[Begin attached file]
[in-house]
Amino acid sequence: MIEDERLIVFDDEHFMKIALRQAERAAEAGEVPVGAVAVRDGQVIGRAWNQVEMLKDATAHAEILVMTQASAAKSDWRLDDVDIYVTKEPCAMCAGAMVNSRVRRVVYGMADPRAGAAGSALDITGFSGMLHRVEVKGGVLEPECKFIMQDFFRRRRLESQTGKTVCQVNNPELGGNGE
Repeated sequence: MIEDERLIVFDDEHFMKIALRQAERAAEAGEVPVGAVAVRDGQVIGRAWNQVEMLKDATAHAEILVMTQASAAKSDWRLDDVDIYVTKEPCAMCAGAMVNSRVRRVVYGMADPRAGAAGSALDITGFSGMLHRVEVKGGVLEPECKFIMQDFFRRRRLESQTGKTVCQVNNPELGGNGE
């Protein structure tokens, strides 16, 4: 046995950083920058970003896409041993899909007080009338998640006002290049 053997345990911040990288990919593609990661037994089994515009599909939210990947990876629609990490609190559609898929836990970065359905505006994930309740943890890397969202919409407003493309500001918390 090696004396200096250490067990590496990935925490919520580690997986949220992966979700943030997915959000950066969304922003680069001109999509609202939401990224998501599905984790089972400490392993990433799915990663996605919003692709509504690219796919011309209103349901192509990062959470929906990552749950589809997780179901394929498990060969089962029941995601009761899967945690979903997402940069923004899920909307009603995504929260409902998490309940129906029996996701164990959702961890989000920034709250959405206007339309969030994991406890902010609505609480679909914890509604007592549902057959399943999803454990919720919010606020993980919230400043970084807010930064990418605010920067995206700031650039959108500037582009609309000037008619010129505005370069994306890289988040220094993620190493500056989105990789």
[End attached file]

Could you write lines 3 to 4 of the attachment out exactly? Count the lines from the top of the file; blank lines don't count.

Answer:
Repeated sequence: MIEDERLIVFDDEHFMKIALRQAERAAEAGEVPVGAVAVRDGQVIGRAWNQVEMLKDATAHAEILVMTQASAAKSDWRLDDVDIYVTKEPCAMCAGAMVNSRVRRVVYGMADPRAGAAGSALDITGFSGMLHRVEVKGGVLEPECKFIMQDFFRRRRLESQTGKTVCQVNNPELGGNGE
């Protein structure tokens, strides 16, 4: 046995950083920058970003896409041993899909007080009338998640006002290049 053997345990911040990288990919593609990661037994089994515009599909939210990947990876629609990490609190559609898929836990970065359905505006994930309740943890890397969202919409407003493309500001918390 090696004396200096250490067990590496990935925490919520580690997986949220992966979700943030997915959000950066969304922003680069001109999509609202939401990224998501599905984790089972400490392993990433799915990663996605919003692709509504690219796919011309209103349901192509990062959470929906990552749950589809997780179901394929498990060969089962029941995601009761899967945690979903997402940069923004899920909307009603995504929260409902998490309940129906029996996701164990959702961890989000920034709250959405206007339309969030994991406890902010609505609480679909914890509604007592549902057959399943999803454990919720919010606020993980919230400043970084807010930064990418605010920067995206700031650039959108500037582009609309000037008619010129505005370069994306890289988040220094993620190493500056989105990789």